An article entitled These Lives Matter, Those Ones Don’t:  Comparing Execution Rates by the Race and Gender of the Victim in the US and in the Top Death Penalty States, recently published in the Albany Law Review, tackles data on how the race of a victim impacts the imposition of the death penalty.  What the UNC- Chapel Hill researchers found was that that the race of a victim has a statistically significant impact on who does and does not get the death penalty.

The article states that a person who kills a white woman is ten times more likely to be executed than the killer of a Black male.  Despite the fact that Black males have the highest chance of being killed, their murders almost never face the death penalty.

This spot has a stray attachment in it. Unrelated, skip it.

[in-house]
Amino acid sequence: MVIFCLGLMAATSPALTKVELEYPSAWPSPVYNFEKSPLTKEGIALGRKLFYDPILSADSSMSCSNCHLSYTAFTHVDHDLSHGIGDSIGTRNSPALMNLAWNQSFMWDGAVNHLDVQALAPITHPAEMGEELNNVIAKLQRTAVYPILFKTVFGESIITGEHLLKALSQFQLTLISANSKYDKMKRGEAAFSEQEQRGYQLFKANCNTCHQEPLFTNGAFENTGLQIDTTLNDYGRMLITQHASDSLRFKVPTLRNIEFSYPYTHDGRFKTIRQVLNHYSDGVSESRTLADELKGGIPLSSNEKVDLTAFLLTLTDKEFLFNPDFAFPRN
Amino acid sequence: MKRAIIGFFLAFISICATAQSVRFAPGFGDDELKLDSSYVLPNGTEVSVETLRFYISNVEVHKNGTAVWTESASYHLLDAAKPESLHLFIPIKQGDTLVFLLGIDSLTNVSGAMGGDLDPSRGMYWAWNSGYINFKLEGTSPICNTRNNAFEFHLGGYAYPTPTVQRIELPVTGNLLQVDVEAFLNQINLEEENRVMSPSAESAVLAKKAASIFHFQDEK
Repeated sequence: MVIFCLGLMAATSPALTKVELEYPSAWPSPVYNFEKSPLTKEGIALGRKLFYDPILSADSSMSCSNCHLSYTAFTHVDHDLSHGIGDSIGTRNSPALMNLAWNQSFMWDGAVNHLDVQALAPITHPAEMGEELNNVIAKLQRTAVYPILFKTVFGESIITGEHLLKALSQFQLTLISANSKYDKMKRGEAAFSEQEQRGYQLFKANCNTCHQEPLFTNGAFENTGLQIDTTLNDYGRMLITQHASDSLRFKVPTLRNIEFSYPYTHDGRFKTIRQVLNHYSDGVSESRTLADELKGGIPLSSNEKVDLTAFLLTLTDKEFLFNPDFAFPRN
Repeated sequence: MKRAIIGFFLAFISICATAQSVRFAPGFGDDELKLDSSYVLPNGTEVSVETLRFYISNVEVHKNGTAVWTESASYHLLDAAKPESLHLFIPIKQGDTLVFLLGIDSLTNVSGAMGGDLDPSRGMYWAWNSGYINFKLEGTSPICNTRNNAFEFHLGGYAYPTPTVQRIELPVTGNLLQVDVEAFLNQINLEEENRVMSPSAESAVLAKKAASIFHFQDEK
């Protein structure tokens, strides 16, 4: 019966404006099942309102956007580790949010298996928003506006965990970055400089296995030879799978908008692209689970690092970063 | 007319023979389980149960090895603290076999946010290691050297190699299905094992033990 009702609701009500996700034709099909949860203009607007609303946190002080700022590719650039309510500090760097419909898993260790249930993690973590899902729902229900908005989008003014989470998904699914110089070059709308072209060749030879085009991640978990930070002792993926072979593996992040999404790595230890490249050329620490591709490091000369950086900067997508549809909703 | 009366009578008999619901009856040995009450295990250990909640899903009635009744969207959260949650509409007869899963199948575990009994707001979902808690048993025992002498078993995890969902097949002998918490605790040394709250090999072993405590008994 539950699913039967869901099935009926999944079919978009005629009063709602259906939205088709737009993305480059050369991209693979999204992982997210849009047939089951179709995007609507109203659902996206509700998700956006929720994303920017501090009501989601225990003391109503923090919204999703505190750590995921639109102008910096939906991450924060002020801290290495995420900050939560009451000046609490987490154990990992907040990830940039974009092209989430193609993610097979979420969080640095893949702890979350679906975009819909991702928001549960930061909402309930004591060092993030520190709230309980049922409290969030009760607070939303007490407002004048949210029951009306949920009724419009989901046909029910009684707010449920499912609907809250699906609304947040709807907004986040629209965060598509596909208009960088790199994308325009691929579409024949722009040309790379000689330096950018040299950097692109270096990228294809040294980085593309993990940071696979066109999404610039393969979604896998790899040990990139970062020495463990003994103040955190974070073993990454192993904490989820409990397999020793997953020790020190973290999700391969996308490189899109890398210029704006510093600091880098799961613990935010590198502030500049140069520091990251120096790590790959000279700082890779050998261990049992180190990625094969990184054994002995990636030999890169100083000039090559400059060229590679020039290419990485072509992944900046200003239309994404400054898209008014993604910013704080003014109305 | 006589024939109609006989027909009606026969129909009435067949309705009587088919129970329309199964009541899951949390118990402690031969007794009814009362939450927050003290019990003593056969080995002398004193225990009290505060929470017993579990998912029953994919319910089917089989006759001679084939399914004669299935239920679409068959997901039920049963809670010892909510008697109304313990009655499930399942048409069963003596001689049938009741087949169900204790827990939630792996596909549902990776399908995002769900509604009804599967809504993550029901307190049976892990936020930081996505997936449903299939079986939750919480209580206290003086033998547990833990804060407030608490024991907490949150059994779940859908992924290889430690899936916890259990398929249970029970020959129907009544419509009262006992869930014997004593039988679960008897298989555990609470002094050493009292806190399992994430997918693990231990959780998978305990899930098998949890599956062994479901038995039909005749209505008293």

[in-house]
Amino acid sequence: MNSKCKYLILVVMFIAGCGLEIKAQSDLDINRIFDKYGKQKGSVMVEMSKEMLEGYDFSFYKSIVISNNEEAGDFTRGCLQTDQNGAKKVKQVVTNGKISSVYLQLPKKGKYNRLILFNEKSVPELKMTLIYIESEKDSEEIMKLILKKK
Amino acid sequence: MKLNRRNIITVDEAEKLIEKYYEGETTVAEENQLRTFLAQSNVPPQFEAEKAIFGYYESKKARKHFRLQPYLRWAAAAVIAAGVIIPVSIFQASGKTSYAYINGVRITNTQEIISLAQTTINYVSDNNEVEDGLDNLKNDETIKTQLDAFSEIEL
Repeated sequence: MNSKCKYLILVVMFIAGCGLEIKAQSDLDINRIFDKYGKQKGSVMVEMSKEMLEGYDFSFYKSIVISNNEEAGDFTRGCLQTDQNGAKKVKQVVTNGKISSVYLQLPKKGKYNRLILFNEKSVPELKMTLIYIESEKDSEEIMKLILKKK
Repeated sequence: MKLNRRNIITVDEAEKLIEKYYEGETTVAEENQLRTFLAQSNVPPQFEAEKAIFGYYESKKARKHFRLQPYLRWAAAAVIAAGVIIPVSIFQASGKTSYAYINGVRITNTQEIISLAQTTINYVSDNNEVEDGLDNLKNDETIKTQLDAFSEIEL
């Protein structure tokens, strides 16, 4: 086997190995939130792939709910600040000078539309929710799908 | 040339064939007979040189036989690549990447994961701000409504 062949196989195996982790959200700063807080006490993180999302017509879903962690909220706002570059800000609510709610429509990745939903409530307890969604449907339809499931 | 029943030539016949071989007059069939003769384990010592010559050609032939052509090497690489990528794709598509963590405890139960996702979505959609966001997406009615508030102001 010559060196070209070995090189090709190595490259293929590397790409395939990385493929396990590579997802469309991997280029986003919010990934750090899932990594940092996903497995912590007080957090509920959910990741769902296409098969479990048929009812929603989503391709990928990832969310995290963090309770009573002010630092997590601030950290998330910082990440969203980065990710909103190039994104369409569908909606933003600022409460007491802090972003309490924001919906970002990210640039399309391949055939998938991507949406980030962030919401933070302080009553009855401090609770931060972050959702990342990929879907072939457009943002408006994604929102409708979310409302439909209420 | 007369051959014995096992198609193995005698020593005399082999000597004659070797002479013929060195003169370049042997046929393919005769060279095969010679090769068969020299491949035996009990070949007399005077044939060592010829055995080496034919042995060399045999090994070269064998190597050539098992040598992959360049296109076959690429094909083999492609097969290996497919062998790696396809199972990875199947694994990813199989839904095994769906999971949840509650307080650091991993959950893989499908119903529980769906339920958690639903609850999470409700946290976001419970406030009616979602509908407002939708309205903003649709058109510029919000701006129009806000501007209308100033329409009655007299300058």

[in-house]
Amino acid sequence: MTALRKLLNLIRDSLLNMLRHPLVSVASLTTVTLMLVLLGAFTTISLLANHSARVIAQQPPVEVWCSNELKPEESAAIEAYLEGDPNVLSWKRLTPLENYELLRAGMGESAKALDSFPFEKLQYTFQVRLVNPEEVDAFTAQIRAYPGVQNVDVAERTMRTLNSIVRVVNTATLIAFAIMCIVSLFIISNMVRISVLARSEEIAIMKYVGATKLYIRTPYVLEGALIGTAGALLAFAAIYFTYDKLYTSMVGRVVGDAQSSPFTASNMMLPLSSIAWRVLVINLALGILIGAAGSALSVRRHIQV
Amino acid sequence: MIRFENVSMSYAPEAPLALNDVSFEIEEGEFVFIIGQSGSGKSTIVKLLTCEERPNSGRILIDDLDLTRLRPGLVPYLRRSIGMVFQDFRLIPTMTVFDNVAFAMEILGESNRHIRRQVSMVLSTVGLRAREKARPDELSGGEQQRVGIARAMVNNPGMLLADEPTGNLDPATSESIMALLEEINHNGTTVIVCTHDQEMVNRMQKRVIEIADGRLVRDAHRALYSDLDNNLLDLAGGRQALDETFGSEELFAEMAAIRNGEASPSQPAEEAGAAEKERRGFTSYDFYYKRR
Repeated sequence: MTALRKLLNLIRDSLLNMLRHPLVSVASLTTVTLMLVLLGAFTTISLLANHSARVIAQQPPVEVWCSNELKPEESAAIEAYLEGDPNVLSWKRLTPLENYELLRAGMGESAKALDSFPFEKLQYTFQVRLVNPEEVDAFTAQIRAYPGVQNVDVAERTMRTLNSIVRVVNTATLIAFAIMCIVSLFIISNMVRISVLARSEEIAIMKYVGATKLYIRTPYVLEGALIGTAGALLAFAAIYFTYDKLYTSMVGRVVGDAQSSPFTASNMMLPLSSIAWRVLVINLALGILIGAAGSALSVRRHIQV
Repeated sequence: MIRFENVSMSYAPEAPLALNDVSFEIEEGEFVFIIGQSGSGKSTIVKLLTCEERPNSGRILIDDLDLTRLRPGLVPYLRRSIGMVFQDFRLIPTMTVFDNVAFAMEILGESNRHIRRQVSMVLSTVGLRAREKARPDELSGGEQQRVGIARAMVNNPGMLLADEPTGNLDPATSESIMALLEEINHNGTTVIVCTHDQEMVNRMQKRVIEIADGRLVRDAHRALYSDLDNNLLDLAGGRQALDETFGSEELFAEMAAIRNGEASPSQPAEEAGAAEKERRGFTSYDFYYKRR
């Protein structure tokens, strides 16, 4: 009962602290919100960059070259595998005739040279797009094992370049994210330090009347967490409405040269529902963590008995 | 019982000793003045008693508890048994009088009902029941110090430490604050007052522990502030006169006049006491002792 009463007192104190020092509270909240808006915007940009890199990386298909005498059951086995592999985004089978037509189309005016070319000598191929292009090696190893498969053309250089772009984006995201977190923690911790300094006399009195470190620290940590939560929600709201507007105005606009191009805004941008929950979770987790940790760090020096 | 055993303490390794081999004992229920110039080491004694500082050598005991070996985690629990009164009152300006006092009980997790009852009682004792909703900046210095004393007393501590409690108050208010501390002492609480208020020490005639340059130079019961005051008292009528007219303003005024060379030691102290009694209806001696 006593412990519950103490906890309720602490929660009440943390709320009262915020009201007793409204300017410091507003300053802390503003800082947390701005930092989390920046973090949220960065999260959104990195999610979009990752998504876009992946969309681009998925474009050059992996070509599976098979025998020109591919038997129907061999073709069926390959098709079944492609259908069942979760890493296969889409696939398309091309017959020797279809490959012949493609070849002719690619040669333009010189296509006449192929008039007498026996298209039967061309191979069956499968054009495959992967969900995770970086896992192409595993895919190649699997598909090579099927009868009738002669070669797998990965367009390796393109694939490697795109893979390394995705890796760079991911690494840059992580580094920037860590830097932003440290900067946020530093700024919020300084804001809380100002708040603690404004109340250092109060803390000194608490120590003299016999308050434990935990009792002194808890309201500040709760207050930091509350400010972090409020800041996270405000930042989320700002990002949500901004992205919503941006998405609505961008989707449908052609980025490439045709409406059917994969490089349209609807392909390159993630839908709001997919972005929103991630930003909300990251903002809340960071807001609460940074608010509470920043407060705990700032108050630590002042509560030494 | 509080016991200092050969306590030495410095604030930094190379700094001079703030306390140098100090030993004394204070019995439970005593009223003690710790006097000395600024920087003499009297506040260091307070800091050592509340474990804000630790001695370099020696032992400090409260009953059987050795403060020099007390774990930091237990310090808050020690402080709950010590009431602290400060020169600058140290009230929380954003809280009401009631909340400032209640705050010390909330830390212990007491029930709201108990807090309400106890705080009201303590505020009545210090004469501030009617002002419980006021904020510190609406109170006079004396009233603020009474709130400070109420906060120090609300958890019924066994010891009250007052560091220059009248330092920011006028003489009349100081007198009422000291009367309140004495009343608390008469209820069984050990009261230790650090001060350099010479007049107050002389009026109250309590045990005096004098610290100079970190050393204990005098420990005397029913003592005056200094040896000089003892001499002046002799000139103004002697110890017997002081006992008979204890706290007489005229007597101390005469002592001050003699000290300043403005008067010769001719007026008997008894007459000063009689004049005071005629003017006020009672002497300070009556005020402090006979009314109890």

Data like this is important to know and process as the fairness of the death penalty is examined.  Either one has to accept that the taking of a white life is worse than the taking of a Black life, or that the criminal justice system has deep flaws with the imposition of the death penalty.  Where there is a flaw with the most serious of penalties, the best course of action for any civilized people is to discontinue the use of the death penalty.